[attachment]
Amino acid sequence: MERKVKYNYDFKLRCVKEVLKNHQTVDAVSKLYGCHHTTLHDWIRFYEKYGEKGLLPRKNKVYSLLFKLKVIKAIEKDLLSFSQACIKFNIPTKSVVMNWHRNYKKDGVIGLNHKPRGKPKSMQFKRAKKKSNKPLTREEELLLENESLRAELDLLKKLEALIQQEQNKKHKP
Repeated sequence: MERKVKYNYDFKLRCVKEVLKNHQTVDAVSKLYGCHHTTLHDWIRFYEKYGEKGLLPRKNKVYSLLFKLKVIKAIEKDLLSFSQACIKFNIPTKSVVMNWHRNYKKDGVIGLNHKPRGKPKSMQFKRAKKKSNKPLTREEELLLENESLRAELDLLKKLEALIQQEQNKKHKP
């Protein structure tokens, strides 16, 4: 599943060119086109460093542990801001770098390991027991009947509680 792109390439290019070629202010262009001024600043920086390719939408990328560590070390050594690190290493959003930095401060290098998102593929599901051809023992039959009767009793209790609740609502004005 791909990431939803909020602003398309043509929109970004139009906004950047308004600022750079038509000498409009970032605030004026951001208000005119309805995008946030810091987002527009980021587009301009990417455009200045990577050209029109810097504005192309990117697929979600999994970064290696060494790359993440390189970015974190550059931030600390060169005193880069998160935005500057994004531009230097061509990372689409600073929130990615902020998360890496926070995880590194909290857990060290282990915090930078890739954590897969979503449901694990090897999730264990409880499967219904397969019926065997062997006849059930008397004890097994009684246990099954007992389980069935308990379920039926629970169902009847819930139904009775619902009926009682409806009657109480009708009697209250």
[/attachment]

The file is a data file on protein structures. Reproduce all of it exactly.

Amino acid sequence: MERKVKYNYDFKLRCVKEVLKNHQTVDAVSKLYGCHHTTLHDWIRFYEKYGEKGLLPRKNKVYSLLFKLKVIKAIEKDLLSFSQACIKFNIPTKSVVMNWHRNYKKDGVIGLNHKPRGKPKSMQFKRAKKKSNKPLTREEELLLENESLRAELDLLKKLEALIQQEQNKKHKP
Repeated sequence: MERKVKYNYDFKLRCVKEVLKNHQTVDAVSKLYGCHHTTLHDWIRFYEKYGEKGLLPRKNKVYSLLFKLKVIKAIEKDLLSFSQACIKFNIPTKSVVMNWHRNYKKDGVIGLNHKPRGKPKSMQFKRAKKKSNKPLTREEELLLENESLRAELDLLKKLEALIQQEQNKKHKP
């Protein structure tokens, strides 16, 4: 599943060119086109460093542990801001770098390991027991009947509680 792109390439290019070629202010262009001024600043920086390719939408990328560590070390050594690190290493959003930095401060290098998102593929599901051809023992039959009767009793209790609740609502004005 791909990431939803909020602003398309043509929109970004139009906004950047308004600022750079038509000498409009970032605030004026951001208000005119309805995008946030810091987002527009980021587009301009990417455009200045990577050209029109810097504005192309990117697929979600999994970064290696060494790359993440390189970015974190550059931030600390060169005193880069998160935005500057994004531009230097061509990372689409600073929130990615902020998360890496926070995880590194909290857990060290282990915090930078890739954590897969979503449901694990090897999730264990409880499967219904397969019926065997062997006849059930008397004890097994009684246990099954007992389980069935308990379920039926629970169902009847819930139904009775619902009926009682409806009657109480009708009697209250």